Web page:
9:00 AM & 10:30 AM
3:30 PM & 5:00 PM
9:00 AM, 10:30 AM & 12:00 PM
6:00 AM, 7:30 AM, 9:00 AM, 10:30 AM & 12:00 PM
As we read the accounts of the Gospel, we encounter Jesus speaking in parables. Jesus was a master teacher and communicator, and He was intentional with all He said and did. It is in these parables that we see some of His most well-known teachings, such as "The Four Soils," "The Lost Sheep, "The Prodigal Son," etc. But what do they mean? How are we supposed to understand them? And what role do they play in the literary design of each Gospel account?
People learn lessons through stories' and parables are a type of story that teaches lessons in a different way. They are common throughout history and are some of the most well-known and common ways that Jesus communicated. The Greek word for parable is “parabola” (παραβολή) which means “to set alongside.” In this way it refers to a story that is “set alongside” another for comparison or contrast. But how should we understand them in the Gospel accounts?
In our article, “How to Read the 4 Gospel Accounts,” we discussed how each account discusses the “Good News” of Jesus; that He is the Messiah, the Christ, the Savior of the world. Through His life, death, and resurrection, He restored humanity and inaugurated the Kingdom of God. Each Gospel has two main objectives: First, to accurately represent the life, death, and resurrection of Jesus, who is the Messiah and King of the world. And second, to convince the readers that Jesus is the Messiah, the Savior who is pictured in the Old Testament. Once someone accepts Jesus as the Messiah, His teachings become lessons on how to live life as a member of His Kingdom, in the world today. This is the framework in which parables should be understood.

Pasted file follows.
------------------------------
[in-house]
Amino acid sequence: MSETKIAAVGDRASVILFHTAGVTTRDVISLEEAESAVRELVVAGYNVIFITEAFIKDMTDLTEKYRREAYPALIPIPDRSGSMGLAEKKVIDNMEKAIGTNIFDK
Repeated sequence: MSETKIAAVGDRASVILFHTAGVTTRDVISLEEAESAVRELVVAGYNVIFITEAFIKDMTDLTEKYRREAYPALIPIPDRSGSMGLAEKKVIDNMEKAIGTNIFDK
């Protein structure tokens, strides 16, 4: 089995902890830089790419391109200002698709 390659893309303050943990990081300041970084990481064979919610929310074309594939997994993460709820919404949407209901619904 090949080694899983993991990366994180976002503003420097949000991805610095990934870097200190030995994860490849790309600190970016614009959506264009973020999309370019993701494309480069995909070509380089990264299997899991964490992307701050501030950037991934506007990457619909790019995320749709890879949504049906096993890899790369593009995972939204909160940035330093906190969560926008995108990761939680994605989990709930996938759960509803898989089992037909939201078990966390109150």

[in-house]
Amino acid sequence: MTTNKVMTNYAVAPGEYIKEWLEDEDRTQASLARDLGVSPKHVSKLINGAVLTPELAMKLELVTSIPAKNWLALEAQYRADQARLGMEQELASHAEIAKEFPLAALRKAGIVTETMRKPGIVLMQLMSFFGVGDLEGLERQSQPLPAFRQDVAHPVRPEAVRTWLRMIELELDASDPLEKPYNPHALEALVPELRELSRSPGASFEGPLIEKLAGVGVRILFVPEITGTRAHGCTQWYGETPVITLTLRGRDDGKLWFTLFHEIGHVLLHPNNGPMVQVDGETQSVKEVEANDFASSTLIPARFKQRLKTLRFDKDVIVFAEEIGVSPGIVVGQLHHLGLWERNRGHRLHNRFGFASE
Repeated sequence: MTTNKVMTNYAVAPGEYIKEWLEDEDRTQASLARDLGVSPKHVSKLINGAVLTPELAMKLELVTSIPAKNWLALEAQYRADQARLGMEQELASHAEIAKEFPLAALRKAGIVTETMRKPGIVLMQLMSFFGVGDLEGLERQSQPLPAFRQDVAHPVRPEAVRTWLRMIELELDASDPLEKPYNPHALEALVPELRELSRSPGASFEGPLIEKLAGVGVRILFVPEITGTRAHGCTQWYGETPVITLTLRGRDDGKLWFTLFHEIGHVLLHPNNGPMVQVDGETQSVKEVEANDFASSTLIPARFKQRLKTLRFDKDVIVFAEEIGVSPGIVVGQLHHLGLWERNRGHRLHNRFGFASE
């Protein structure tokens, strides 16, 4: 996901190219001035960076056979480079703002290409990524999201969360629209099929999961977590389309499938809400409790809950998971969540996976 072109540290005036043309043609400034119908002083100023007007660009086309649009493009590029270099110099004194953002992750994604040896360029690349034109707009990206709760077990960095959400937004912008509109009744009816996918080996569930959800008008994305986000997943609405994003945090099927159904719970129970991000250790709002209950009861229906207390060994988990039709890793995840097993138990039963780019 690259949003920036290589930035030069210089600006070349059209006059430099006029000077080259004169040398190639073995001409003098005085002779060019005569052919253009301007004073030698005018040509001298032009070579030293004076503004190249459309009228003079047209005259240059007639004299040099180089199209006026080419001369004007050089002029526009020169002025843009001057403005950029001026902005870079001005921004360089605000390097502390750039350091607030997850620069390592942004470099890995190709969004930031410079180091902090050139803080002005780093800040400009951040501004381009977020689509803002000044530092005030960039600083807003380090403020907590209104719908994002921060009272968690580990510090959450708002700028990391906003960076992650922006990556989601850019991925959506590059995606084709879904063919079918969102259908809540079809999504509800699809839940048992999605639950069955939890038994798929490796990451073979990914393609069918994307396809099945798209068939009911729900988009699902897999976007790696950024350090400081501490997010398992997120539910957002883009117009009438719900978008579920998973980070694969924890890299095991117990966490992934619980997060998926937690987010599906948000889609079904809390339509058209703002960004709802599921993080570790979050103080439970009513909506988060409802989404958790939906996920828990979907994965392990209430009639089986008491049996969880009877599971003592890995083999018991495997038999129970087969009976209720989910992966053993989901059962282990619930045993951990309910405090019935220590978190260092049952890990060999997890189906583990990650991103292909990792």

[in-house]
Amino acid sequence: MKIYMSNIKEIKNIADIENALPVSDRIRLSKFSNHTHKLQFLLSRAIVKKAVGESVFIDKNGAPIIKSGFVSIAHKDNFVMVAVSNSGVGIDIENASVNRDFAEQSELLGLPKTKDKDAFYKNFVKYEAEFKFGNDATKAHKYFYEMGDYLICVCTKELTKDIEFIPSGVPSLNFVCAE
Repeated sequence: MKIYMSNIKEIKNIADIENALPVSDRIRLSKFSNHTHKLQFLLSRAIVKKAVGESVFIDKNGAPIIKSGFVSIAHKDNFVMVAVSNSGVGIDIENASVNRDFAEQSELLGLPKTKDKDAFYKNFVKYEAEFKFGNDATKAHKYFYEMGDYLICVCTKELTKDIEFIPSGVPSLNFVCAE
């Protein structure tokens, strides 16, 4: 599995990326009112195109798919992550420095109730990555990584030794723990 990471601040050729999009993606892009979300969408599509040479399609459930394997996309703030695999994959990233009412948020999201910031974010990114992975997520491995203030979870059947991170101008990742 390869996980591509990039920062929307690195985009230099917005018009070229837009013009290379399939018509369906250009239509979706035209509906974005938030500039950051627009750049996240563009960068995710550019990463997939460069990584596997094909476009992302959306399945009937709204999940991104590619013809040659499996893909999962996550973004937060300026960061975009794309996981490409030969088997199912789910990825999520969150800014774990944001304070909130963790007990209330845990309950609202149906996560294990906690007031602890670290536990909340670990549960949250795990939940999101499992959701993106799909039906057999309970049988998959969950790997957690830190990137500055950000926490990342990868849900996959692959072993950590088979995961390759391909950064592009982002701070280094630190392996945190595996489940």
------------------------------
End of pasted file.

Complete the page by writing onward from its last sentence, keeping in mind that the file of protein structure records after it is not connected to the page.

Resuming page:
First, how did Jesus use parables, and how did the Gospel authors intend for them to be understood? The parables are used strategically by Jesus in His ministry. Jesus taught lessons about the Kingdom of God using known situations that would be understood by the hearers. However, His audience always consisted of mixed crowds of those who believed, were curious, or had rejected Him. For those who wanted to listen and understand, those who had “ears to hear” could see that Jesus was speaking about the Kingdom of God. For those who rejected Jesus, like the religious leaders, they didn’t really catch what He was talking about. The intent of Jesus was to connect the Kingdom of God to the reality and lives of those who were there to listen. He gave comfort, as they saw that He, as God, was inaugurating His Kingdom through His life, death, and resurrection. The Gospel authors carry this intent on to their readers by wanting them to see how people responded to Jesus’ parables, and who was responding positively and negatively.